The atrocities suffered by the imprisoned suffragettes when incarcerated have been retold many times, particularly in this centenary year, marking 100 years since some women won the vote.
The suffragettes – militant, as opposed to the law-abiding and constitutional suffragists – were often arrested after demonstrations such as window smashing and assaults on politicians. The arrests of Charlotte Marsh and Mary Leigh in 1909 are significant here, after they threw roof tiles at the Prime Minister’s car at a political meeting in Birmingham.
As was usual for suffrage prisoners, they went on hunger strike to demand treatment as political prisoners. However, rather than being released due to ill health, they became the first women to be force fed in prison, with methods so brutal that many of the women and men who suffered this fate were left with lasting, often fatal illnesses.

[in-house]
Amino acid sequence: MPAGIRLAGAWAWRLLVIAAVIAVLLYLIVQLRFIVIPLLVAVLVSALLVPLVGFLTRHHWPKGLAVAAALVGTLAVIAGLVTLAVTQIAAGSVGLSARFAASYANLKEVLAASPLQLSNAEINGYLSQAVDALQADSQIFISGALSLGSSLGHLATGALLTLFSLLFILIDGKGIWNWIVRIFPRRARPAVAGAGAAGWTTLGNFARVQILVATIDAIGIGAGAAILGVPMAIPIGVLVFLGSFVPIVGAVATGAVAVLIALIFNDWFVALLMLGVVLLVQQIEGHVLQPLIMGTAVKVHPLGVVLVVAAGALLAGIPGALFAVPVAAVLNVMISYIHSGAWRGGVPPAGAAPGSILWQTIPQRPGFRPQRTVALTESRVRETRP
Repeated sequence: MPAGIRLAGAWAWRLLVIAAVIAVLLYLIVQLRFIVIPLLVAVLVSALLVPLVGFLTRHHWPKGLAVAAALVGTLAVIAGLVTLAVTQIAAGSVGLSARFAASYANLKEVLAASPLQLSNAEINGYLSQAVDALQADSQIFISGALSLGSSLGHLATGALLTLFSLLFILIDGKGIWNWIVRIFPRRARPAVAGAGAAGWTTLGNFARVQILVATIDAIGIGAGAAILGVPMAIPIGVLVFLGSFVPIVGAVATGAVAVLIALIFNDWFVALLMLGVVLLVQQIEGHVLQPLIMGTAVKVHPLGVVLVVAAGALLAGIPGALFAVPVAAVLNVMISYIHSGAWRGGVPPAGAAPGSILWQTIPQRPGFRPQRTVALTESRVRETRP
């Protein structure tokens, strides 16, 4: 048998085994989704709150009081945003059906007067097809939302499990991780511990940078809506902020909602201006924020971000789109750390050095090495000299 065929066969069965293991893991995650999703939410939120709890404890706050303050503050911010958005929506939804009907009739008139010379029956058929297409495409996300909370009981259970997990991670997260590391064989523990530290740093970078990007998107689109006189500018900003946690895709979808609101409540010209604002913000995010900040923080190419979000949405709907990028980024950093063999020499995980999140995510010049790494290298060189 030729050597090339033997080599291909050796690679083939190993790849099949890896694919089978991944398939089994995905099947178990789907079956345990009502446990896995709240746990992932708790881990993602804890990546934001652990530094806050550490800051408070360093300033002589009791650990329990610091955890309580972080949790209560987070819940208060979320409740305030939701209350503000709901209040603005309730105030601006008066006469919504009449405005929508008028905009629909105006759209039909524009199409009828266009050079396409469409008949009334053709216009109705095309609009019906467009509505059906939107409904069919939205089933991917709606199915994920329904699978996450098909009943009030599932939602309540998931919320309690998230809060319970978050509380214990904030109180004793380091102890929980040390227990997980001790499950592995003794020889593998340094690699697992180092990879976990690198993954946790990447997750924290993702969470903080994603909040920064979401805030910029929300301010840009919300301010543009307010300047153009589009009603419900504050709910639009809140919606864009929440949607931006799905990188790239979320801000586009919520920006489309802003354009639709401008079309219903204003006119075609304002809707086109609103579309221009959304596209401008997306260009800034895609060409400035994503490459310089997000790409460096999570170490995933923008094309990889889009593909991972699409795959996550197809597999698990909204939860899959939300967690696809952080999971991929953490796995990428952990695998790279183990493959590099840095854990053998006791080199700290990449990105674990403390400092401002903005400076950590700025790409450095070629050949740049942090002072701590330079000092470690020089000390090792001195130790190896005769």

Although this was the first time suffrage campaigners had been force fed, the hunger striking prisoners had been frequently reported in the local newspapers. The Women’s Social and Political Union (WSPU), looking for a way to welcome their prisoners home after months in prison, began to host Welcome Breakfasts for the released prisoners from Holloway Gaol at a vegetarian restaurant on Charing Cross Road: the Eustace Miles restaurant, owned by the health enthusiast and tennis player. Here, the WSPU would be such frequent visitors that their presence was noted by the Vegetarian Society, who stated in their journal in 1907: “Quite a number of the leaders in the Women’s Suffragist movement are vegetarians…The suffragists now invariably breakfast at the Eustace Miles restaurant, on being released from Holloway.”